Depression and anxiety afflict a large number of people in south central Alabama. Sometimes, the illness can significantly interfere with a person’s ability to work. Many people wonder if depression can be the basis for Social Security Disability Insurance benefits. The answer is “yes” if the person suffering from the illness can satisfy certain requirements imposed by the federal Social Security Administration.

The most important criterion is showing that the depression is both total and permanent. Showing that depression is “permanent” requires proof that the depressed state is in fact permanent or that the condition is expected cause death within 12 months. Depression rarely results in death, but it often deemed to be incurable, i.e. permanent. Showing that that the depression is total requires proof that the claimant is unable to engage in any “substantial gainful activity” by reason of the depression. Substantial gainful activity is defined as a specified amount of income for one month. In 2020, the limit on income is “$1,260;” that is, a person who can earn more than $1,260 per month will not be deemed to be totally disabled. The income limit for people who are blind is $2,110 per month.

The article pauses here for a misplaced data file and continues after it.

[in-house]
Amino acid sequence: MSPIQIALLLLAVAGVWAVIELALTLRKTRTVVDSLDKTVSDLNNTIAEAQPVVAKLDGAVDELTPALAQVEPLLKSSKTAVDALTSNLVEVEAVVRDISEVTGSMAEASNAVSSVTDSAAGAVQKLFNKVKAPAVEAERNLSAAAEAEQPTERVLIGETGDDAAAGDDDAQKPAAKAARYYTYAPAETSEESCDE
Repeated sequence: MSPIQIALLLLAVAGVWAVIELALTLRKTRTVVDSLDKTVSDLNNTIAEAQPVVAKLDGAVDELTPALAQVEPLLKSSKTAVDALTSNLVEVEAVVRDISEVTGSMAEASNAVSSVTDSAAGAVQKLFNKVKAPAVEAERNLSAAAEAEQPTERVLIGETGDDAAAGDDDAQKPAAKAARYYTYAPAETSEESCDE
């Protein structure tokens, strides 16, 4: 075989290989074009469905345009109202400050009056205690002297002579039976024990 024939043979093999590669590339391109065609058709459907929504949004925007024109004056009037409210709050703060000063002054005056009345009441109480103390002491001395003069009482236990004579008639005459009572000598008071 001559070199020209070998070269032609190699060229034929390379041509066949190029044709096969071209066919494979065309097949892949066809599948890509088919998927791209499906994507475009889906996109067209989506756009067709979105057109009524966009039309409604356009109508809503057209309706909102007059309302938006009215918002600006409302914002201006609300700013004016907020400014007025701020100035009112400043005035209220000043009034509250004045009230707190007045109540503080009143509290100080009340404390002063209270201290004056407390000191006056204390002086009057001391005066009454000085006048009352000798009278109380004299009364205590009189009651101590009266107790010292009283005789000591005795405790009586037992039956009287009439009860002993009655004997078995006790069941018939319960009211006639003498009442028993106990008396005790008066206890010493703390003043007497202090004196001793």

Proving that the depression is both permanent and totally disabling must be done with objective medical evidence from an “acceptable medical source.” The source is usually a licensed physician or, in the case of depression, a licensed psychiatrist. The SSA may request an additional examination if its review of the evidence leaves questions in the mind of the reviewer.

Most disability claims are initially denied. The SSA regulations permit several levels of appeals, and the assistance of an attorney who is knowledgeable about the SSDI claims process can be a significant help in preparing and filing the initial claim and in taking any necessary appellate steps.